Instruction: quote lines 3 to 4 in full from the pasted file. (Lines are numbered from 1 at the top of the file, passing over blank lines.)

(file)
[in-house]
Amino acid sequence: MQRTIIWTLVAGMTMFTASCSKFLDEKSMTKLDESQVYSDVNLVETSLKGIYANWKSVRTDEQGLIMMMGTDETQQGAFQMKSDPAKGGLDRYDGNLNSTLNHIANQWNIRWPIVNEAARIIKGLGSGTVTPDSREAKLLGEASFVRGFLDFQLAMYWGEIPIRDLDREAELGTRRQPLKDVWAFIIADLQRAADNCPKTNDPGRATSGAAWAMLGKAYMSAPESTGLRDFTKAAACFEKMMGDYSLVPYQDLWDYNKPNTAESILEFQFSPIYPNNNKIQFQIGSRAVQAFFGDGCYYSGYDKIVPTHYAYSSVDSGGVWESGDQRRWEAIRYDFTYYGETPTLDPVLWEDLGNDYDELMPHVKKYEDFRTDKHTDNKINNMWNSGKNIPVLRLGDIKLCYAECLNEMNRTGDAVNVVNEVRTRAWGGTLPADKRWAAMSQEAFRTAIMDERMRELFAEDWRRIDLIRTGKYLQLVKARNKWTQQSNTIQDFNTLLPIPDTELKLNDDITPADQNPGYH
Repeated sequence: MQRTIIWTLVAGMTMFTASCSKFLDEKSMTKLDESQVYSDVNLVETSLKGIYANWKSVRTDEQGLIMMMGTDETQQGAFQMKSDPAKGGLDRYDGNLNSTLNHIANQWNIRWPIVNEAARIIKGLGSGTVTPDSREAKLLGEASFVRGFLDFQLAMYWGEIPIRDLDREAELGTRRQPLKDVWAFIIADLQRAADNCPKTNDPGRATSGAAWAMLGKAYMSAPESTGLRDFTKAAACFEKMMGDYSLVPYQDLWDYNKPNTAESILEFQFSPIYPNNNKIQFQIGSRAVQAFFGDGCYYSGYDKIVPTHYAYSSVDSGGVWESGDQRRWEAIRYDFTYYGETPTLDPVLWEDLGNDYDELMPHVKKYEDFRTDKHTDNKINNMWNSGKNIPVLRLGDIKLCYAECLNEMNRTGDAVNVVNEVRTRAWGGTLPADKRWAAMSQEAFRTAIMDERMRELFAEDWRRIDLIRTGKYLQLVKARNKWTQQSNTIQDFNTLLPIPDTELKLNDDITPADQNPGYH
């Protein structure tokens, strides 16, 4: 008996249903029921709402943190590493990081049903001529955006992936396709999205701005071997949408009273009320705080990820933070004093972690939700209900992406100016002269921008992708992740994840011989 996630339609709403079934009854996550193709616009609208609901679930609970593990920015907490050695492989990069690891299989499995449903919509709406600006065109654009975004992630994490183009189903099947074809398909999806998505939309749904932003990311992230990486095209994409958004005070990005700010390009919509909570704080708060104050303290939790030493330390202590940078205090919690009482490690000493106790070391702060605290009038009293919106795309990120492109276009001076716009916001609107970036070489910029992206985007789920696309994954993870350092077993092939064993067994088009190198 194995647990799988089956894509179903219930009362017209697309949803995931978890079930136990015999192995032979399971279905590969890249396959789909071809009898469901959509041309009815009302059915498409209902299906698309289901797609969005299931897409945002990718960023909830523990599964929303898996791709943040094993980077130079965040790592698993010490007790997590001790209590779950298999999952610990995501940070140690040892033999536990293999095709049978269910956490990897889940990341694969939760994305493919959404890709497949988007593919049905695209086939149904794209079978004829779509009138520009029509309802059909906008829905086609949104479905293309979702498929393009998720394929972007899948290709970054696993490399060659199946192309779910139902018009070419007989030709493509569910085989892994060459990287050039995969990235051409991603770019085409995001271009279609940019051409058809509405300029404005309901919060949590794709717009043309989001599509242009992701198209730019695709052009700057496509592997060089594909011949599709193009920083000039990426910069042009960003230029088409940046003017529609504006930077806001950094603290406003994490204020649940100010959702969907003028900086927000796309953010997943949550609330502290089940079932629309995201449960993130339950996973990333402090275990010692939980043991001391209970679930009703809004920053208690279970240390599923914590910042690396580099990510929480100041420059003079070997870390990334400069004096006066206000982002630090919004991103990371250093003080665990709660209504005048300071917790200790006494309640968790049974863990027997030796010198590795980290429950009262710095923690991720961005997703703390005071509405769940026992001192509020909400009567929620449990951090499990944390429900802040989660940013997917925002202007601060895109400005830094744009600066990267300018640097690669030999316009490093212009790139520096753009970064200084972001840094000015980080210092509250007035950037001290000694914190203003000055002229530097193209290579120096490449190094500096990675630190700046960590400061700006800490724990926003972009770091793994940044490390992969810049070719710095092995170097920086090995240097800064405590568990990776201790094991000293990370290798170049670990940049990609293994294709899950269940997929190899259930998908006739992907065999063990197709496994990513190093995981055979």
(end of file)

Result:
Repeated sequence: MQRTIIWTLVAGMTMFTASCSKFLDEKSMTKLDESQVYSDVNLVETSLKGIYANWKSVRTDEQGLIMMMGTDETQQGAFQMKSDPAKGGLDRYDGNLNSTLNHIANQWNIRWPIVNEAARIIKGLGSGTVTPDSREAKLLGEASFVRGFLDFQLAMYWGEIPIRDLDREAELGTRRQPLKDVWAFIIADLQRAADNCPKTNDPGRATSGAAWAMLGKAYMSAPESTGLRDFTKAAACFEKMMGDYSLVPYQDLWDYNKPNTAESILEFQFSPIYPNNNKIQFQIGSRAVQAFFGDGCYYSGYDKIVPTHYAYSSVDSGGVWESGDQRRWEAIRYDFTYYGETPTLDPVLWEDLGNDYDELMPHVKKYEDFRTDKHTDNKINNMWNSGKNIPVLRLGDIKLCYAECLNEMNRTGDAVNVVNEVRTRAWGGTLPADKRWAAMSQEAFRTAIMDERMRELFAEDWRRIDLIRTGKYLQLVKARNKWTQQSNTIQDFNTLLPIPDTELKLNDDITPADQNPGYH
């Protein structure tokens, strides 16, 4: 008996249903029921709402943190590493990081049903001529955006992936396709999205701005071997949408009273009320705080990820933070004093972690939700209900992406100016002269921008992708992740994840011989 996630339609709403079934009854996550193709616009609208609901679930609970593990920015907490050695492989990069690891299989499995449903919509709406600006065109654009975004992630994490183009189903099947074809398909999806998505939309749904932003990311992230990486095209994409958004005070990005700010390009919509909570704080708060104050303290939790030493330390202590940078205090919690009482490690000493106790070391702060605290009038009293919106795309990120492109276009001076716009916001609107970036070489910029992206985007789920696309994954993870350092077993092939064993067994088009190198 194995647990799988089956894509179903219930009362017209697309949803995931978890079930136990015999192995032979399971279905590969890249396959789909071809009898469901959509041309009815009302059915498409209902299906698309289901797609969005299931897409945002990718960023909830523990599964929303898996791709943040094993980077130079965040790592698993010490007790997590001790209590779950298999999952610990995501940070140690040892033999536990293999095709049978269910956490990897889940990341694969939760994305493919959404890709497949988007593919049905695209086939149904794209079978004829779509009138520009029509309802059909906008829905086609949104479905293309979702498929393009998720394929972007899948290709970054696993490399060659199946192309779910139902018009070419007989030709493509569910085989892994060459990287050039995969990235051409991603770019085409995001271009279609940019051409058809509405300029404005309901919060949590794709717009043309989001599509242009992701198209730019695709052009700057496509592997060089594909011949599709193009920083000039990426910069042009960003230029088409940046003017529609504006930077806001950094603290406003994490204020649940100010959702969907003028900086927000796309953010997943949550609330502290089940079932629309995201449960993130339950996973990333402090275990010692939980043991001391209970679930009703809004920053208690279970240390599923914590910042690396580099990510929480100041420059003079070997870390990334400069004096006066206000982002630090919004991103990371250093003080665990709660209504005048300071917790200790006494309640968790049974863990027997030796010198590795980290429950009262710095923690991720961005997703703390005071509405769940026992001192509020909400009567929620449990951090499990944390429900802040989660940013997917925002202007601060895109400005830094744009600066990267300018640097690669030999316009490093212009790139520096753009970064200084972001840094000015980080210092509250007035950037001290000694914190203003000055002229530097193209290579120096490449190094500096990675630190700046960590400061700006800490724990926003972009770091793994940044490390992969810049070719710095092995170097920086090995240097800064405590568990990776201790094991000293990370290798170049670990940049990609293994294709899950269940997929190899259930998908006739992907065999063990197709496994990513190093995981055979």